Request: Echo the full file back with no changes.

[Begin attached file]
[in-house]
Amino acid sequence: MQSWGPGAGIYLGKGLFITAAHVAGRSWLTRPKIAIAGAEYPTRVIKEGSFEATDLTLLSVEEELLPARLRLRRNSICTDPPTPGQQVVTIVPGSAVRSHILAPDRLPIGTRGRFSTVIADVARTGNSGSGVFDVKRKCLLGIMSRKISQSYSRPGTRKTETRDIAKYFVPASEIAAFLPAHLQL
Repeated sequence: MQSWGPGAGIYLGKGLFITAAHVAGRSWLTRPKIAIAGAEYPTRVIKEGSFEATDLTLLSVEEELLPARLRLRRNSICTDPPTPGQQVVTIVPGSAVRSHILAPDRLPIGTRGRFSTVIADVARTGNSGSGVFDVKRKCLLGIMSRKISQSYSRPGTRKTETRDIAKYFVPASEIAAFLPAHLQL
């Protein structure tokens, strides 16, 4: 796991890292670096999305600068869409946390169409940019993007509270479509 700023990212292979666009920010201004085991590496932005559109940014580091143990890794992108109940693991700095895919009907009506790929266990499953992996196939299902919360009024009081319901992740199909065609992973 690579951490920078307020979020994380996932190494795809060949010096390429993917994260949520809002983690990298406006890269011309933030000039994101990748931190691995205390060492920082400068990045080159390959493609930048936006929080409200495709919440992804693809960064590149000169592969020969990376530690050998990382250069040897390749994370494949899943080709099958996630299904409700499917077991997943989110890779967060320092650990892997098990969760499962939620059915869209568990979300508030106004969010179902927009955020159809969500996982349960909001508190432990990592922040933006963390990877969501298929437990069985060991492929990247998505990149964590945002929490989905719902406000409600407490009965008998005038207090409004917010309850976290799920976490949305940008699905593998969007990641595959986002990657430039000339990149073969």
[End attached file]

[in-house]
Amino acid sequence: MQSWGPGAGIYLGKGLFITAAHVAGRSWLTRPKIAIAGAEYPTRVIKEGSFEATDLTLLSVEEELLPARLRLRRNSICTDPPTPGQQVVTIVPGSAVRSHILAPDRLPIGTRGRFSTVIADVARTGNSGSGVFDVKRKCLLGIMSRKISQSYSRPGTRKTETRDIAKYFVPASEIAAFLPAHLQL
Repeated sequence: MQSWGPGAGIYLGKGLFITAAHVAGRSWLTRPKIAIAGAEYPTRVIKEGSFEATDLTLLSVEEELLPARLRLRRNSICTDPPTPGQQVVTIVPGSAVRSHILAPDRLPIGTRGRFSTVIADVARTGNSGSGVFDVKRKCLLGIMSRKISQSYSRPGTRKTETRDIAKYFVPASEIAAFLPAHLQL
């Protein structure tokens, strides 16, 4: 796991890292670096999305600068869409946390169409940019993007509270479509 700023990212292979666009920010201004085991590496932005559109940014580091143990890794992108109940693991700095895919009907009506790929266990499953992996196939299902919360009024009081319901992740199909065609992973 690579951490920078307020979020994380996932190494795809060949010096390429993917994260949520809002983690990298406006890269011309933030000039994101990748931190691995205390060492920082400068990045080159390959493609930048936006929080409200495709919440992804693809960064590149000169592969020969990376530690050998990382250069040897390749994370494949899943080709099958996630299904409700499917077991997943989110890779967060320092650990892997098990969760499962939620059915869209568990979300508030106004969010179902927009955020159809969500996982349960909001508190432990990592922040933006963390990877969501298929437990069985060991492929990247998505990149964590945002929490989905719902406000409600407490009965008998005038207090409004917010309850976290799920976490949305940008699905593998969007990641595959986002990657430039000339990149073969």